A Classroom Study on the Management of the Pacific Northwest Tree Octopus
GK-12: A National Science Foundation Funded Endeavor
to Support Education from Kindergarten to College
The Graduate STEM (Science, Technology, Engineering, and Mathematics) Fellows in K-12 Education (GK-12) is a National Science Foundation program that places graduate students specializing in STEM fields into K-12 classrooms. The objectives of the program are to improve teaching and communication skills for graduate students and to enrich the STEM content taught in the classroom. Tyler Hicks, a Master's student at WSU-Vancouver, is partnering with 7th grade life science teacher Ms. Mueller at Liberty Middle School in Camas, Washington as part of this program. His research interests are in natural resource management, namely wildlife, and he is incorporating his research into the classroom through presentations and discussion, hands-on-experimentation, and quantitative modeling. Working together Ms. Mueller and Tyler developed a lesson plan revolving around the management of fictional forest reserve for the fictional Pacific Northwest Tree Octopus.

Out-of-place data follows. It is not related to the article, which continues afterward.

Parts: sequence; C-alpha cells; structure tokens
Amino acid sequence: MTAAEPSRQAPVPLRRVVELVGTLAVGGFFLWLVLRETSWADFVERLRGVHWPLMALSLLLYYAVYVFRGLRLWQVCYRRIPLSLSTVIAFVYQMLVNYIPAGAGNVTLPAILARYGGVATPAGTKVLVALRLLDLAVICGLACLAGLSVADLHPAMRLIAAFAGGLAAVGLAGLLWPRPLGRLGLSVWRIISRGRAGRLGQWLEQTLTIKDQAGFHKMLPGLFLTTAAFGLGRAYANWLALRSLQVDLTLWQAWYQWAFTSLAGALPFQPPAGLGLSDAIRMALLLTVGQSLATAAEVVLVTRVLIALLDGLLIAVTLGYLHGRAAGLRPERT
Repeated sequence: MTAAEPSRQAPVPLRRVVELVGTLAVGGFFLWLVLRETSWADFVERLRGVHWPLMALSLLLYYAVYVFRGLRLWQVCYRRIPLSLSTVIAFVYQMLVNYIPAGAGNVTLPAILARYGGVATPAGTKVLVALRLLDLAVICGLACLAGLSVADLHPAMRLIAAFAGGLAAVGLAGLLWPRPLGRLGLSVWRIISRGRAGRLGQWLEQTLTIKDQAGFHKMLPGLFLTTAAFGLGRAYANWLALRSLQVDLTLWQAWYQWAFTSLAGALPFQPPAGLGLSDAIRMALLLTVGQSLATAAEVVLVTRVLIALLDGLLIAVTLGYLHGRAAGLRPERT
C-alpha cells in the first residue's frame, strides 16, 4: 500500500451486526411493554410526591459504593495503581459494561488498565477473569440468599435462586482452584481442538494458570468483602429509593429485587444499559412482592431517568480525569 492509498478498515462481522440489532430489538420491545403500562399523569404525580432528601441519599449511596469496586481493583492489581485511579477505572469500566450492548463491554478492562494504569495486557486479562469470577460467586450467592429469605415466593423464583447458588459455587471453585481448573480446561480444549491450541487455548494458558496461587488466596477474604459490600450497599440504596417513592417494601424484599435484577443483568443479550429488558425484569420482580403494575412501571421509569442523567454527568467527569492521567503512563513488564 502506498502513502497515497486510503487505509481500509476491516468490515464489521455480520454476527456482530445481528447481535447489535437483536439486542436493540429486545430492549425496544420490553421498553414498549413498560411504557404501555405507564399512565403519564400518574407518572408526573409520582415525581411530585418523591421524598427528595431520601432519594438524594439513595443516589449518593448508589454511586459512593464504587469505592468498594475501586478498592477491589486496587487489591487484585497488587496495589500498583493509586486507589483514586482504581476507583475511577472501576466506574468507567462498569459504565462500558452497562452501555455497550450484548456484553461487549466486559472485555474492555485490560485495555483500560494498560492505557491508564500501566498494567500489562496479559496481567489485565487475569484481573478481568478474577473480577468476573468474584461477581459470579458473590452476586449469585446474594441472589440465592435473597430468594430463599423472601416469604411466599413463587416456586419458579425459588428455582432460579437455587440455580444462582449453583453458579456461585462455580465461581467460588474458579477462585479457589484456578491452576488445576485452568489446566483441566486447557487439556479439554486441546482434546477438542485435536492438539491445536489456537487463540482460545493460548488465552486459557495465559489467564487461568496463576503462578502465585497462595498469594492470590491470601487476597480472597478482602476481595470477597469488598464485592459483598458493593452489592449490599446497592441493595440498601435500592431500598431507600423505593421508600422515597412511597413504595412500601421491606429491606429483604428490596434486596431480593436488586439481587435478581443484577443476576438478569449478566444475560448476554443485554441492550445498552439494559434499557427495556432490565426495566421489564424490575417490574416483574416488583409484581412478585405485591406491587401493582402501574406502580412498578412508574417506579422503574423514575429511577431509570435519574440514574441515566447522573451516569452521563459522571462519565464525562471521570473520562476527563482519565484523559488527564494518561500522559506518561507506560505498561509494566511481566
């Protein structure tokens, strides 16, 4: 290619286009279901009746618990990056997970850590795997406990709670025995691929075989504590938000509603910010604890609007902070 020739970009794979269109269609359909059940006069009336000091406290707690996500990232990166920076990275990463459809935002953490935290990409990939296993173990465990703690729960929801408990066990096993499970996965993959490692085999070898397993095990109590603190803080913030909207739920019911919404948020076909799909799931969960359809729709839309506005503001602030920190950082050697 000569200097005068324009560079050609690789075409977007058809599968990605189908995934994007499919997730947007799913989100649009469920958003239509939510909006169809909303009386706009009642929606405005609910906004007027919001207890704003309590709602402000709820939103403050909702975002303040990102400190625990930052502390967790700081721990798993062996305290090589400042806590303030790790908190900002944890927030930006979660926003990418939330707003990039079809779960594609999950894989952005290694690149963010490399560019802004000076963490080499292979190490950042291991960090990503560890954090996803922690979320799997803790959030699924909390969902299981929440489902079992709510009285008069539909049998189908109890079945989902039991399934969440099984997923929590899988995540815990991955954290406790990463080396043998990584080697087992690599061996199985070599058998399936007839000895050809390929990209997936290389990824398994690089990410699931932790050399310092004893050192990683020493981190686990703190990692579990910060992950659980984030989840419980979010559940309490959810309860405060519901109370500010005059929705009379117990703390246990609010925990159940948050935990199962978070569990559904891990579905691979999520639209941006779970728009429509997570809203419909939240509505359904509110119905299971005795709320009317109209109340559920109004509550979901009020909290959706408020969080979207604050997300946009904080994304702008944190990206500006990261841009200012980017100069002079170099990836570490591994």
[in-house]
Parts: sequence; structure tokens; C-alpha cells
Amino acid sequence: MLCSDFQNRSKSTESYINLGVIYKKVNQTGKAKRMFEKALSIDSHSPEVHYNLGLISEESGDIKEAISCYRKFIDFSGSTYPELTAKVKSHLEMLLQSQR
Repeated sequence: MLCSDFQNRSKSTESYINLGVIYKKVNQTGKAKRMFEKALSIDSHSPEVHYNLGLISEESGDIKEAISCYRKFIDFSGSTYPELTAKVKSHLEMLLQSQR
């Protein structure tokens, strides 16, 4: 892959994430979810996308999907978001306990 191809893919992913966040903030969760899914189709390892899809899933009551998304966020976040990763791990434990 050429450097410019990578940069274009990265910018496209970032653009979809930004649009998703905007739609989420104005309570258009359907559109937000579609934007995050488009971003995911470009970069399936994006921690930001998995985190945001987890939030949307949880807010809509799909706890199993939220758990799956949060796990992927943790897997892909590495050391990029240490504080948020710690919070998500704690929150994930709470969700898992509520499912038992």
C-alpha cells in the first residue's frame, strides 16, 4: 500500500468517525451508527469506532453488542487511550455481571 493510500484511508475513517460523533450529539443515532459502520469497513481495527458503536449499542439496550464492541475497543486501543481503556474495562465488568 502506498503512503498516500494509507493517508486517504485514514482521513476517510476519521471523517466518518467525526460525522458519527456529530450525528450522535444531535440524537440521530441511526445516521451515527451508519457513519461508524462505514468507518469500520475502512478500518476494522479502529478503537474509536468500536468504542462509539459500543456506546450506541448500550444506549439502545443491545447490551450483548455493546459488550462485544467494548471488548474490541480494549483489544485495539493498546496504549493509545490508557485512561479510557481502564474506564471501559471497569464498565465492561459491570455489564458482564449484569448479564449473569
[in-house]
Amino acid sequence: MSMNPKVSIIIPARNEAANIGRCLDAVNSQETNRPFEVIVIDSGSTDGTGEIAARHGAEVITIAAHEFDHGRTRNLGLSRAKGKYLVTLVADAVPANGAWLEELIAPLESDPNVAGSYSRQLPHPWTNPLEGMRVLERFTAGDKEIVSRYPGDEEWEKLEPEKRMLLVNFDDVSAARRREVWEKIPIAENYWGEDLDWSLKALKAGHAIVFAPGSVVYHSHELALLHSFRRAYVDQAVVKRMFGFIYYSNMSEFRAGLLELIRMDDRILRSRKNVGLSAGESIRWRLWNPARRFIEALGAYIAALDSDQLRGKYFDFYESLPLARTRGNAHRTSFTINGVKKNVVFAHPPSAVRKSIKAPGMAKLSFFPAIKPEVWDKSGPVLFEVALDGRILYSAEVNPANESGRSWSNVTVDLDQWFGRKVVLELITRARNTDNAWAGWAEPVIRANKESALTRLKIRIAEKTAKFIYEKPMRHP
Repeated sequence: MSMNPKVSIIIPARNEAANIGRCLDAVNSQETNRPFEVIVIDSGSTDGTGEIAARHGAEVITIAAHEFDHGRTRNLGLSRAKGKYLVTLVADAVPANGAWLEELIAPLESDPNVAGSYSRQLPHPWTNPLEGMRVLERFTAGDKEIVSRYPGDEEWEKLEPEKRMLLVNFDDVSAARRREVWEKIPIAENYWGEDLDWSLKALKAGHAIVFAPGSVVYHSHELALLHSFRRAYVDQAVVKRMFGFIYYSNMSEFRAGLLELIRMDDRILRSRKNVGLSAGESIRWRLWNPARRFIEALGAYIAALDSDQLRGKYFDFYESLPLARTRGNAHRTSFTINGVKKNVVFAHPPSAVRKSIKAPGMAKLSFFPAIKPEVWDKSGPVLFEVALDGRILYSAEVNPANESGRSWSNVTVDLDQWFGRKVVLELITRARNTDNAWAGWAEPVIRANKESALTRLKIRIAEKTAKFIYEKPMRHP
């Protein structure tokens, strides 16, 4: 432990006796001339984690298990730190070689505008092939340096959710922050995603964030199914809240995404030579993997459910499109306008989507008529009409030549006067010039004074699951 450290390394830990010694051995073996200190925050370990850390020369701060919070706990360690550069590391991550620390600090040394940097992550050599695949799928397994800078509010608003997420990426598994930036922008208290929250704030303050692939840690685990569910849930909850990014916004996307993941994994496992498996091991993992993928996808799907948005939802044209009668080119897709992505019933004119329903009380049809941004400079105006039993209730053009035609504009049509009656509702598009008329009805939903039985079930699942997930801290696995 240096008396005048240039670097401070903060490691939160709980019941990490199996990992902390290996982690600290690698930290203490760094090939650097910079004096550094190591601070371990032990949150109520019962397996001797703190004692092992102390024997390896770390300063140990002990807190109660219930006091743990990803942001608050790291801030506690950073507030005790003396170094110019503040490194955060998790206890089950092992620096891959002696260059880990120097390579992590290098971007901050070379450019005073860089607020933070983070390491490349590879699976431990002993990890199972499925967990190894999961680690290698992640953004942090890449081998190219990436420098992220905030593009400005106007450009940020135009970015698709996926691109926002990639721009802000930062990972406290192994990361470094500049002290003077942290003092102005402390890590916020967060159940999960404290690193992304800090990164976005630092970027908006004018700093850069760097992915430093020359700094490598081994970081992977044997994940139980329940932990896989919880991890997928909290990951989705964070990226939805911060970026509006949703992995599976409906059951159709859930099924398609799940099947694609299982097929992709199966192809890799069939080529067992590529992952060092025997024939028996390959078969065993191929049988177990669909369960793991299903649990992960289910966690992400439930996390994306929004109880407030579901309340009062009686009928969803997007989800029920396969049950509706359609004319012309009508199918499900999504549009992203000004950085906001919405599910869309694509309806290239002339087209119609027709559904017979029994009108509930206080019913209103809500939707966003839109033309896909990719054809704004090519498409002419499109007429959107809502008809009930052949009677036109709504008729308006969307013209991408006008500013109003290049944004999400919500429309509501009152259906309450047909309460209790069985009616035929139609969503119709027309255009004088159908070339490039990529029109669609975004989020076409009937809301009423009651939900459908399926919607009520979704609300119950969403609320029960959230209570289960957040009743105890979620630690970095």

Basic Outline of Methods
This lesson revolved around the management of a fictional forest reserve on the east side of the Olympic Peninsula for the fictional Pacific Northwest Tree Octopus. Students worked to balance wildlife management decisions on the forest reserve such as hunting and habitat management needs with needs people such as logging and recreation. Each class was divided up into one decision maker group and four stakeholder groups including: a recreation, a hunting, a logging, and a conservation group. First, each stakeholder group had the opportunity to make decisions on managing the forest reserve and to see the effects of those decisions on the tree octopus population, public perception, and financial cost. Next stakeholders made recommendations to the decision making group on how to manage the forest reserve. Decision makers then developed a final management plan for the forest reserve. Afterwards stakeholders had the opportunity to respond to the final decisions made by the decision maker group to express their satisfaction or dissatisfaction with the final management plan.
Student Generated Best Management Plans
Click Here to See an Example of A Best Management Plan for the Tree Octopus Forest Reserve Developed by Students
Creativity in the Context of Science
Student Pacific Northwest Octopus Art: Stakeholder Buttons and Conservation Posters
Each student created their own buttons representing their stakeholder groups.